Saturday, April 23, 2022

Red Letter Poem #107

 The Red Letters



In ancient Rome, feast days were indicated on the calendar by red letters.  To my mind, all poetry and art serves as a reminder that every day we wake together beneath the sun is a red-letter day.


                                                                                                          – SteveRatiner



Red Letter Poem #107




Crowded and complex, nerve-wracking and utterly fascinating: the city.  The experience of population density creates a curious (some would say thrilling) sense of anonymity which, at any given moment, has the potential for startling revelation and human discovery.  It’s almost as if we were alien worlds, each only an arm’s length in the distance, orbiting the same invisible sun.  Day by day we go about our separate untranslatable lives – until, unexpectedly: interaction, conversation, an eruption of understanding (brief but significant).  And then, altered in some indefinable way, we speed apart.  I, myself, grew up in what is often thought of as the Ur-city of the modern world, New York (though I’m sure Parisians, Romans, and Londoners might have something to say about that – not to mention the citizens of Cairo, Mexico City, Shanghai and, of course, Boston.)  Since then, I’ve lived in much smaller urban settings and, when I return to The City (no additional designation required), I feel like the proverbial country mouse, dazzled and overwhelmed as I struggle to make my way.


Sometimes (shifting metaphors) I think that the city feeling is a bit like browsing a poetry anthology of innumerable pages, each composed in a unique foreign language.  We can’t help being both intrigued and intimidated by the indecipherable script – until some Rosetta Stone-moment seizes us and, with sudden insight, the text opens to us and we read (and feel ourselves read by) one life’s quiet unfolding.  In Denise Bergman’s lovely poem, set on a crowded F train in Manhattan, the key is a simple glimpse of someone else’s cell phone as he scrolls through his picture album, savoring memory.  And then that revelatory gesture that’s become emblematic of our modern age: thumb and forefinger lightly touching a screen, effortlessly expanding our vision.  Suddenly we understand – even if just a little – each other and ourselves.


Denise explained to me this is what she’s always loved about city life.  Born in Jersey City, she became a Cantabrigian way back in 1976.  She’s the author of five poetry collections, the most recent of which is The Shape of the Keyhole (Black Lawrence Press), formed (as are many of her collections) around a single historical figure or incident – in this case, one week in the year 1650 as a falsely accused woman awaits her hanging.  Denise is also the editor of the fine anthology City River of Voices which revolves around the small universe that is Cambridge, Massachusetts, her adoptive home.  What I enjoy about her poetry is the tension between what is said and what, unspoken, slowly blooms in the reader’s own consciousness.  Reading this new poem of hers brought to mind a recent visit to a playground with my grandson, not all that far from where Denise makes her home.  That afternoon, I overheard no less than seven different languages being spoken.  But this is what made me smile: engrossed in play, the children suffered none of the awkwardness we grown-ups often do.  Delight is a common tongue and requires no translation; it reminds us we’re human.  As do poets like Denise – before we race away inside the bustling day.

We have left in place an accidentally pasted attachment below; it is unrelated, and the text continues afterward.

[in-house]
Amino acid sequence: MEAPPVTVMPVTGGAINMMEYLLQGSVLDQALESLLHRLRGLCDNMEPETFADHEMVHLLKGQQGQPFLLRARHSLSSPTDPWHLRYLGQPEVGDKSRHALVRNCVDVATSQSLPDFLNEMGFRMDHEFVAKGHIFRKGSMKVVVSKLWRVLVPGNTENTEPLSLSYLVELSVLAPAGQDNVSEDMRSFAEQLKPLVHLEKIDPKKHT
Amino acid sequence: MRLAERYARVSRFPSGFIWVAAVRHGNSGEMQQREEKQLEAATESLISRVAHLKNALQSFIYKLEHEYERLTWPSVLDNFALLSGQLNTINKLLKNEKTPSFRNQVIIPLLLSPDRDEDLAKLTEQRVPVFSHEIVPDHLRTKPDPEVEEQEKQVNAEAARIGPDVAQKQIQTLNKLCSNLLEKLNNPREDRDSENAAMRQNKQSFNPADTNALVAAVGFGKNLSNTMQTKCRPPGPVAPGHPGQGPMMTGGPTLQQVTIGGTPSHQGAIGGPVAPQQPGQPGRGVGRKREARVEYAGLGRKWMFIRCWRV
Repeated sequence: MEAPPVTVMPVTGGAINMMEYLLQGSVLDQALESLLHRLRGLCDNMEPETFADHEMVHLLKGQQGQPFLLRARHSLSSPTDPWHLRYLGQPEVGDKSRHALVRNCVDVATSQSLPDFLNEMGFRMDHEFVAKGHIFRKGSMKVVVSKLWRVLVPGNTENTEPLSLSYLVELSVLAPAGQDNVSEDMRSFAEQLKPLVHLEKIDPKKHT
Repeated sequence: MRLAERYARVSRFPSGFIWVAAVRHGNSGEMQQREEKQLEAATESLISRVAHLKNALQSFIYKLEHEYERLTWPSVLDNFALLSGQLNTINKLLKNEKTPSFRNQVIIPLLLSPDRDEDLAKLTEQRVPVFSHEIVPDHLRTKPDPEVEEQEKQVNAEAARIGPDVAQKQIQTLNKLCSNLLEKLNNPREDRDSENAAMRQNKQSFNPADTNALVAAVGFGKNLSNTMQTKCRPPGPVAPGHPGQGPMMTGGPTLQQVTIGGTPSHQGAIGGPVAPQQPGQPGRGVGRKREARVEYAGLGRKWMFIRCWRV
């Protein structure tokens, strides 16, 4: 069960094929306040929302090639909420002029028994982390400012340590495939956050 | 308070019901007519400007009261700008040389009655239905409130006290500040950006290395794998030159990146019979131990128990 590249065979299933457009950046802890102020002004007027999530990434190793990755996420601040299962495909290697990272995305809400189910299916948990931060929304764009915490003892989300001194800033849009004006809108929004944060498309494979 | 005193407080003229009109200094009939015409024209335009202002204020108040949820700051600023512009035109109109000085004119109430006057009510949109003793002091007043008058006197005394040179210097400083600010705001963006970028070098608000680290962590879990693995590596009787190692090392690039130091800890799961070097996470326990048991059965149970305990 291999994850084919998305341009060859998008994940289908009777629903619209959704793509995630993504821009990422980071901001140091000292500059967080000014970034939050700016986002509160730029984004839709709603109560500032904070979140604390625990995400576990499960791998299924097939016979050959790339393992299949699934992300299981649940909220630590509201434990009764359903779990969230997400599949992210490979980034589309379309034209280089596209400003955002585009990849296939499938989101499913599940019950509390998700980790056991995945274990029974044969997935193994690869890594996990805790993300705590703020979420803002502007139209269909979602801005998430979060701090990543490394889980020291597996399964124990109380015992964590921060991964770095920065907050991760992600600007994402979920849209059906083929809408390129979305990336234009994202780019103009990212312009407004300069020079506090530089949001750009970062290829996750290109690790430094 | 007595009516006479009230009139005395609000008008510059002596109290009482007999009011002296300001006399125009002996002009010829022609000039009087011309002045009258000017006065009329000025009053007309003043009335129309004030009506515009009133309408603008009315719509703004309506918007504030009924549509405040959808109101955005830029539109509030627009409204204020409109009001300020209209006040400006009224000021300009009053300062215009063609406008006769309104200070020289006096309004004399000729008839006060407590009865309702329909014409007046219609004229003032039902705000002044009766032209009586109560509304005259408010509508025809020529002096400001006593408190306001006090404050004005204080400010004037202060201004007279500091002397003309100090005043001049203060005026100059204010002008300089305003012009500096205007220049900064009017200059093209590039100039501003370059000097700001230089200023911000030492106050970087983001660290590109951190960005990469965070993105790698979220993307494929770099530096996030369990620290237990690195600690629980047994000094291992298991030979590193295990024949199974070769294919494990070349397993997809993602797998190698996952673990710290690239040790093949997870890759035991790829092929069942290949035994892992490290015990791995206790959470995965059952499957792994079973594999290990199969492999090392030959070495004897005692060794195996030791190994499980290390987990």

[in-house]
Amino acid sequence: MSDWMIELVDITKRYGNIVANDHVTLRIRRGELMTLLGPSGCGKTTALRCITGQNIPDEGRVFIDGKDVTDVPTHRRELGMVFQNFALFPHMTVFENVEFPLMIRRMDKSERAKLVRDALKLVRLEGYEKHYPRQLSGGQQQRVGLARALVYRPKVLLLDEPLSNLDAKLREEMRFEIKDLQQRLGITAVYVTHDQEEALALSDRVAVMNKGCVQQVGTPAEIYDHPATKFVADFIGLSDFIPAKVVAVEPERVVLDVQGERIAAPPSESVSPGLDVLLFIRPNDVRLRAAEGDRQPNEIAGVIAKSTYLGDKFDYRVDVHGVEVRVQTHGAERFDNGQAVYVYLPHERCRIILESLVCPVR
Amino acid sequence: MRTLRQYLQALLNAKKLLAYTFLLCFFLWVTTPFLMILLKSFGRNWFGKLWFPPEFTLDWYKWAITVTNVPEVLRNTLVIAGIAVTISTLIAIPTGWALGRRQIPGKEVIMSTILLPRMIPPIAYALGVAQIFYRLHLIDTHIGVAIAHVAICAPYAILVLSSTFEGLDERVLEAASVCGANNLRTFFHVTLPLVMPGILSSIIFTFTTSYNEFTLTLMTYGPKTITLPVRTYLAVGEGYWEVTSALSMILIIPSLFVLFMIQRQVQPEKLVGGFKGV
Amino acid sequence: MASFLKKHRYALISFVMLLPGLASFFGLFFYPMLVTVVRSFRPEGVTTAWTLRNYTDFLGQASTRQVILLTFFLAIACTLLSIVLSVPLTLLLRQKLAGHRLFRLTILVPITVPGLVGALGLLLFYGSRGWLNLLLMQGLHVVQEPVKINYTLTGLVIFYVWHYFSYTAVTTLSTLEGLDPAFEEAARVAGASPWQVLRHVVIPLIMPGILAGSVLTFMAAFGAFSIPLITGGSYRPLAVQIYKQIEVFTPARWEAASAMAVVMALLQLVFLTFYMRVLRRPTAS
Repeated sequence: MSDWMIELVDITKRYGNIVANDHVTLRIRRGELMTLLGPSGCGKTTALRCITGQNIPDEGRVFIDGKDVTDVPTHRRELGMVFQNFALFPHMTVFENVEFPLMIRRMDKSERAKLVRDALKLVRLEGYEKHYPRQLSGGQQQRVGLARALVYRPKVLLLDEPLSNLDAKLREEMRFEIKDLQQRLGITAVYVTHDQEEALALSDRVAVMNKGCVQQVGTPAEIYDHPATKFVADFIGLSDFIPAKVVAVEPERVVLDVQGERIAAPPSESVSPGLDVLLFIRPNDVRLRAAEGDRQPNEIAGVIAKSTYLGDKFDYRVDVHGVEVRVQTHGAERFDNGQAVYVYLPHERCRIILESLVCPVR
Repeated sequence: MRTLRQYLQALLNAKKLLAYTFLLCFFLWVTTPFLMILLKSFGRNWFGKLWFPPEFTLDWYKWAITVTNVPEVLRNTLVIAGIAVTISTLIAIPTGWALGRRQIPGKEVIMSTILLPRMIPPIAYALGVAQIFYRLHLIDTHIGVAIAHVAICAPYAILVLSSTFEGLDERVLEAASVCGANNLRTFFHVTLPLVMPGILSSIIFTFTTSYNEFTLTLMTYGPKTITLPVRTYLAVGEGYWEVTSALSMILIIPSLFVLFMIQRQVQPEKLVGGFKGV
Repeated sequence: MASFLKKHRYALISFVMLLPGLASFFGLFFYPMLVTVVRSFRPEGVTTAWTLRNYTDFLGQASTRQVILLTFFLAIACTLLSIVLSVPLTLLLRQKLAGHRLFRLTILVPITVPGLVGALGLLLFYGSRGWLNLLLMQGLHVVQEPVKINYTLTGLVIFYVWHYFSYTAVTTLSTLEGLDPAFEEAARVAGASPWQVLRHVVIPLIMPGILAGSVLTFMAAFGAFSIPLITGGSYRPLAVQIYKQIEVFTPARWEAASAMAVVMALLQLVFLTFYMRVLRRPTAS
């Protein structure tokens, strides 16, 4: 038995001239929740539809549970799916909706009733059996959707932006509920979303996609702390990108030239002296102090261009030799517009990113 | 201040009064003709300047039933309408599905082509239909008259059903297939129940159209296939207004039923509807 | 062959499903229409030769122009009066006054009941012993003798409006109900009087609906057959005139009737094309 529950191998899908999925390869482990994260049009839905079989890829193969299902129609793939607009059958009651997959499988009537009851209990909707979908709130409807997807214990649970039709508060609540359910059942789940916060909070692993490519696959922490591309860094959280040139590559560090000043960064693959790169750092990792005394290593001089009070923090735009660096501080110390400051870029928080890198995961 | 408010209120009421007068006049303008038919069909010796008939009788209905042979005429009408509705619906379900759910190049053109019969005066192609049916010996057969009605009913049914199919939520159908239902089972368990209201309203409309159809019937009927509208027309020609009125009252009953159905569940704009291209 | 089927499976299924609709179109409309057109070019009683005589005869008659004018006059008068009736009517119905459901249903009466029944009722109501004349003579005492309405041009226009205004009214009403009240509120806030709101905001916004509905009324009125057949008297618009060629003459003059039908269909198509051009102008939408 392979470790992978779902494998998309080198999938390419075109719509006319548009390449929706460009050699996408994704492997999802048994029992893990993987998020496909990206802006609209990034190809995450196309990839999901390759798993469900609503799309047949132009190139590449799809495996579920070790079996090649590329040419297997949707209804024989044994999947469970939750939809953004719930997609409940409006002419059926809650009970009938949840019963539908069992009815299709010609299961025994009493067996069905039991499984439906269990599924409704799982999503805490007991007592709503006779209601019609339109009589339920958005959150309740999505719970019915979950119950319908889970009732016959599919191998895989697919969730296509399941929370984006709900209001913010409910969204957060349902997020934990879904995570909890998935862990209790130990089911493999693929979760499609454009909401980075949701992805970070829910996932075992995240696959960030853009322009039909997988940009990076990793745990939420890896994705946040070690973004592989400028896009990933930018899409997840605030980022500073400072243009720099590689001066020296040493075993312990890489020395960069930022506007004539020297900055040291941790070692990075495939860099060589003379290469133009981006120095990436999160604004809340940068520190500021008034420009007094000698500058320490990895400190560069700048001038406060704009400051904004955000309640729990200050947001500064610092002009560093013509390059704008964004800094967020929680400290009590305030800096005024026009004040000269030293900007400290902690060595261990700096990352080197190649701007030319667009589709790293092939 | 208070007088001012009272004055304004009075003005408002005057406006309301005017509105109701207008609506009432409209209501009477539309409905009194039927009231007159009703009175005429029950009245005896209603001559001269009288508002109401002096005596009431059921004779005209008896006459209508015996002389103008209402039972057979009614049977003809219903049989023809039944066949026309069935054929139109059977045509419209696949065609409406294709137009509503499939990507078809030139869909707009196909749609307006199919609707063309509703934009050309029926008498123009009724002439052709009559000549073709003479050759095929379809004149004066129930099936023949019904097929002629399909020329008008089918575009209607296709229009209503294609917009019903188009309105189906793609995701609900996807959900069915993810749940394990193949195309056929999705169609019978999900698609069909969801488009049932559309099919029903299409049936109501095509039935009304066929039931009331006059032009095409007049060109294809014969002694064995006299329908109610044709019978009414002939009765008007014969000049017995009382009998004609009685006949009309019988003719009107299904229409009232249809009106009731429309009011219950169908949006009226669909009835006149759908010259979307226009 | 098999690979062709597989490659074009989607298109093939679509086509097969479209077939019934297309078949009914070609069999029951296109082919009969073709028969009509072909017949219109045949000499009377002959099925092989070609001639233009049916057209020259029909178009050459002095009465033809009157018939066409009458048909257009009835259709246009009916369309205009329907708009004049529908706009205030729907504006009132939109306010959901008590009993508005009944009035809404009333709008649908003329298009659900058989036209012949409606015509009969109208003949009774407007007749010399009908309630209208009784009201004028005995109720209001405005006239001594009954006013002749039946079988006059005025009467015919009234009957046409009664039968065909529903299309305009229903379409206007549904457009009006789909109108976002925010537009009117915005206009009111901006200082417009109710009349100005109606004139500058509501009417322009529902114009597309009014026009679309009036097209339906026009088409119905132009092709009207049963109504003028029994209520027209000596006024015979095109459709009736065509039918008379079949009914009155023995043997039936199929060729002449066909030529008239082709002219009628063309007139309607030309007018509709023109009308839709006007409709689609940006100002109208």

Close Is Far and Figured



We pull away, the subway platform an erased slate.

Beside me he sits

elbows on knees, that familiar poring-over position—

a young man, his father square in his palm.

Father, far and farther,

in a toe-length kanzu, tilted kofia on his head.


Then a boy slides into his hand, a backlit boy in a bowtie.

Then mother in a flowered puff-sleeve gomesi

and father sitting in a carved oak chair.

Then the boy again, bowtie loose,

then father with could-be his father.

Then mother in a skirt and blouse, stirring a large pot.

Then father, embroidered collar fiercely detailed,

and mother's red lips, red-streaked eyes,

boy’s wet cheeks.


The speeding F train lurches, empties, fills.

He steadies the distance in his hand.

I pretend not to peek but he glances, posture unfolds,

arm slightly nudges mine.

He’s seen I see, and to show me

swipes quickly past boy, father, kitchen, garden, dog,

cousins, wedding—to mother

plucking a pomegranate from a tree,

enlarging between his forefinger and thumb.



                         – Denise Bergman




The Red Letters 3.0


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Wednesday, April 20, 2022

Nothing Resplendent Lives Here by Renuka Raghavan


Nothing Resplendent Lives Here

by Renuka Raghavan

Cervena Barva Press

Somerville, MA

Copyright © 2022 by Renuka Raghavan

ISBN: 978-1-950063-71-0

Softbound, 47pages, $18

Review by  Zvi A. Sesling

Clouds come floating into my life, no longer to carry rain or usher storm, but to add color to my sunset sky.” -- Rabindranath Tagore